Work in Sports
End of days
Loser of Mets-Giants series will finish with broken hearts
Those high stakes -- and that small margin for error -- have Giants GM Brian Sabean worried.
"The series scares me," Sabean said. "I think the biggest reason is that [both] teams are very powerful. The 97 wins and the homefield advantage doesn't mean [anything] until we get out of the first round."
San Francisco takes on the Mets in the best-of-five division series beginning Wednesday at Pacific Bell Park. The Giants' 97 victories gave them baseball's best record, the NL West title and the right to open the playoffs with the first postseason game at their beautiful new park.
Those victories also put what Barry Bonds called "a big responsibility" on their postseason play. San Francisco, which also had baseball's best home record, would be embarrassed by an early playoff exit.
Despite their lofty record, the Giants are in unfamiliar territory. They haven't won a postseason game in manager Dusty Baker's eight-year tenure and have made the playoffs just once previously, in 1997.
The Mets, with consecutive postseason appearances for the first time in team history and baseball's fifth-biggest payroll at $89.8 million, might need to win the series in order for manager Bobby Valentine and GM Steve Phillips to keep their jobs.
"The Mets are a very experienced and deep ballclub," Sabean said. "Coming in here for the first two games won't bother them at all, and we know how tough they are at home. This is going to be hard fought. It certainly to me is a coin flip."
Pitching is likely the key in a series matching two strong staffs in this baseball era of homers and 20-run games. Each team has five starters who won at least 11 games this season, and quality bullpens.
"I know going into the series that there aren't going to be a lot of runs scored," said Al Leiter, who will start Game 2 for the Mets. "I always have to assume that as a starter."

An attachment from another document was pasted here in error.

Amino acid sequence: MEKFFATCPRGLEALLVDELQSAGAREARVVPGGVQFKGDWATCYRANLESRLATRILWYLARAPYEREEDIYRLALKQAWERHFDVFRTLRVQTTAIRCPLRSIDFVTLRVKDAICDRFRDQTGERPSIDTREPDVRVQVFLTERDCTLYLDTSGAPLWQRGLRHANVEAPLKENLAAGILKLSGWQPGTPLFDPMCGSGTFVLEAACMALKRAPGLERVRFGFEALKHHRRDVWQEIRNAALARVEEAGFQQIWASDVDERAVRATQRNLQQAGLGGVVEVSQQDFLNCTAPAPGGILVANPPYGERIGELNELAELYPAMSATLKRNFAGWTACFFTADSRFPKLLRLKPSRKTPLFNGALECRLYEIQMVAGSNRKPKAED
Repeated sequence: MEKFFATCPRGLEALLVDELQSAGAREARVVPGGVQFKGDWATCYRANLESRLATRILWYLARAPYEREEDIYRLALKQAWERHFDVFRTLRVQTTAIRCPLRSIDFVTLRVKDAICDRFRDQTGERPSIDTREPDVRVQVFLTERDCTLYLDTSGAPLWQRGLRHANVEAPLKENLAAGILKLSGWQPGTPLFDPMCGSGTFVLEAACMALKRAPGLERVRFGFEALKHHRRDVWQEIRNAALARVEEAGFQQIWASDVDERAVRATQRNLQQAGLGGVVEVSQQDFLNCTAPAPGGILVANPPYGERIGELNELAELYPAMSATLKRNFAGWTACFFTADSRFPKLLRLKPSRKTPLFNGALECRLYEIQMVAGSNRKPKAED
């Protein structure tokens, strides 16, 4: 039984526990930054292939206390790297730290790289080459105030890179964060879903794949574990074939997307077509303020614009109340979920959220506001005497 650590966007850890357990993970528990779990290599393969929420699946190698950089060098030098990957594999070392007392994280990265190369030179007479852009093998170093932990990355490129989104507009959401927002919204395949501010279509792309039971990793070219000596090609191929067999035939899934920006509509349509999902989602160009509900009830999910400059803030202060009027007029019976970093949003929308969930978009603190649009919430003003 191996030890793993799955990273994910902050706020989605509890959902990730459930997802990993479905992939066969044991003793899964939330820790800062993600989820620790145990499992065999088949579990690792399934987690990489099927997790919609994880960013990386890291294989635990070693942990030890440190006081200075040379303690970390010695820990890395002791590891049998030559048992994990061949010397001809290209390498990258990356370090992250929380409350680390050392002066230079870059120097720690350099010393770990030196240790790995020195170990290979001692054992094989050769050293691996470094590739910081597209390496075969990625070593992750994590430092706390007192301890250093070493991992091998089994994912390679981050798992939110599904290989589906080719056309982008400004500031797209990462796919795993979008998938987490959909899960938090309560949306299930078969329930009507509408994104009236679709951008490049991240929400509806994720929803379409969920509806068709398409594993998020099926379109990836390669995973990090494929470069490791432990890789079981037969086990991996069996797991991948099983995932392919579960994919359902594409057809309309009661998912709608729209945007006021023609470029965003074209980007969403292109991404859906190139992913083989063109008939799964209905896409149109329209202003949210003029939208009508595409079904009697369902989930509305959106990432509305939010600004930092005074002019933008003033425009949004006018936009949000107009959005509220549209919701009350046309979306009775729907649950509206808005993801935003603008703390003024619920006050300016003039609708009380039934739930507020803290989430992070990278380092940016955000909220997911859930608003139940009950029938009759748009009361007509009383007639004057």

San Francisco has such a deep, effective starting rotation that Baker is still agonizing over how to use it, and the Giants' bullpen is deep even with Monday's news that seldom-used, oft-injured relievers John Johnstone and Joe Nathan won't pitch in the postseason.
Nathan, who has pitched in just 20 games after failing to crack the rotation, had arthroscopic surgery on his right shoulder Monday in Los Angeles. The team's medical staff also said it's doubtful that Johnstone, nursing a sore lower back that's kept him out since Sept. 11, will pitch again this year.
Miguel Del Toro is expected to take Johnstone's spot in the bullpen.
The Mets' first trip to San Francisco this season wasn't a pleasant one - and not just because Giants fans love to boo the Mets more than any team except the Dodgers. New York was swept in a four-game series in May that featured two bench-clearing fights and accusations of beanballing.
But New York won three of four when San Francisco visited Shea Stadium in August.
"Whatever's happened in the regular season is done," Mets outfielder Darryl Hamilton said. "It's a totally new season now. We've got our work cut out for us on the West Coast."
That's a sentiment echoed by Sabean, who takes pride in the Giants' second-half surge to baseball's best record, but doesn't assign it much value.
"All it means is that in the year 2000, we figured out the regular season," Sabean said.